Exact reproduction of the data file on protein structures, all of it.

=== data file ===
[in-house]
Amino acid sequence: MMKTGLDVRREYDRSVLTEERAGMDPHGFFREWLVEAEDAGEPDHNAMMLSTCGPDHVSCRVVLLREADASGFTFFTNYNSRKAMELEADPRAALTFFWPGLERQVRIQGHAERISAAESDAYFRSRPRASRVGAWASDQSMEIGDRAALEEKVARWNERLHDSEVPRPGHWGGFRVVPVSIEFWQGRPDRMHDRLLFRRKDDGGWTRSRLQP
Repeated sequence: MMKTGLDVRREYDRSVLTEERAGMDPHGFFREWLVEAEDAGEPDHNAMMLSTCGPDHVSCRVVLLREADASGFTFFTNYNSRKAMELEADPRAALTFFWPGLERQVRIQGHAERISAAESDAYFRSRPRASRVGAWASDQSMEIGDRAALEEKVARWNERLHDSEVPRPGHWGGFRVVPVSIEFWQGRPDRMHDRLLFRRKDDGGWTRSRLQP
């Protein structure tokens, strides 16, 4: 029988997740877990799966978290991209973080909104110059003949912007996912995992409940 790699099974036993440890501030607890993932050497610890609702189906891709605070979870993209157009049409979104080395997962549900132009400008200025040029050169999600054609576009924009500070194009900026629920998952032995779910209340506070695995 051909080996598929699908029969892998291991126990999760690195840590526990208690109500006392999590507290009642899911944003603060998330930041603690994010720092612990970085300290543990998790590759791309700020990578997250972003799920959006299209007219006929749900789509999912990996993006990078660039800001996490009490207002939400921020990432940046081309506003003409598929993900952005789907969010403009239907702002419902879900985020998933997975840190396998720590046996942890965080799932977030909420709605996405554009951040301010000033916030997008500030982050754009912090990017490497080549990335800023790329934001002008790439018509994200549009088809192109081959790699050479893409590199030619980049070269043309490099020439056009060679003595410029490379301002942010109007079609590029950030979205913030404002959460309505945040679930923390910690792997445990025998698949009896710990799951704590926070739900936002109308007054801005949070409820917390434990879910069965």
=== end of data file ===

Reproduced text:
[in-house]
Amino acid sequence: MMKTGLDVRREYDRSVLTEERAGMDPHGFFREWLVEAEDAGEPDHNAMMLSTCGPDHVSCRVVLLREADASGFTFFTNYNSRKAMELEADPRAALTFFWPGLERQVRIQGHAERISAAESDAYFRSRPRASRVGAWASDQSMEIGDRAALEEKVARWNERLHDSEVPRPGHWGGFRVVPVSIEFWQGRPDRMHDRLLFRRKDDGGWTRSRLQP
Repeated sequence: MMKTGLDVRREYDRSVLTEERAGMDPHGFFREWLVEAEDAGEPDHNAMMLSTCGPDHVSCRVVLLREADASGFTFFTNYNSRKAMELEADPRAALTFFWPGLERQVRIQGHAERISAAESDAYFRSRPRASRVGAWASDQSMEIGDRAALEEKVARWNERLHDSEVPRPGHWGGFRVVPVSIEFWQGRPDRMHDRLLFRRKDDGGWTRSRLQP
């Protein structure tokens, strides 16, 4: 029988997740877990799966978290991209973080909104110059003949912007996912995992409940 790699099974036993440890501030607890993932050497610890609702189906891709605070979870993209157009049409979104080395997962549900132009400008200025040029050169999600054609576009924009500070194009900026629920998952032995779910209340506070695995 051909080996598929699908029969892998291991126990999760690195840590526990208690109500006392999590507290009642899911944003603060998330930041603690994010720092612990970085300290543990998790590759791309700020990578997250972003799920959006299209007219006929749900789509999912990996993006990078660039800001996490009490207002939400921020990432940046081309506003003409598929993900952005789907969010403009239907702002419902879900985020998933997975840190396998720590046996942890965080799932977030909420709605996405554009951040301010000033916030997008500030982050754009912090990017490497080549990335800023790329934001002008790439018509994200549009088809192109081959790699050479893409590199030619980049070269043309490099020439056009060679003595410029490379301002942010109007079609590029950030979205913030404002959460309505945040679930923390910690792997445990025998698949009896710990799951704590926070739900936002109308007054801005949070409820917390434990879910069965």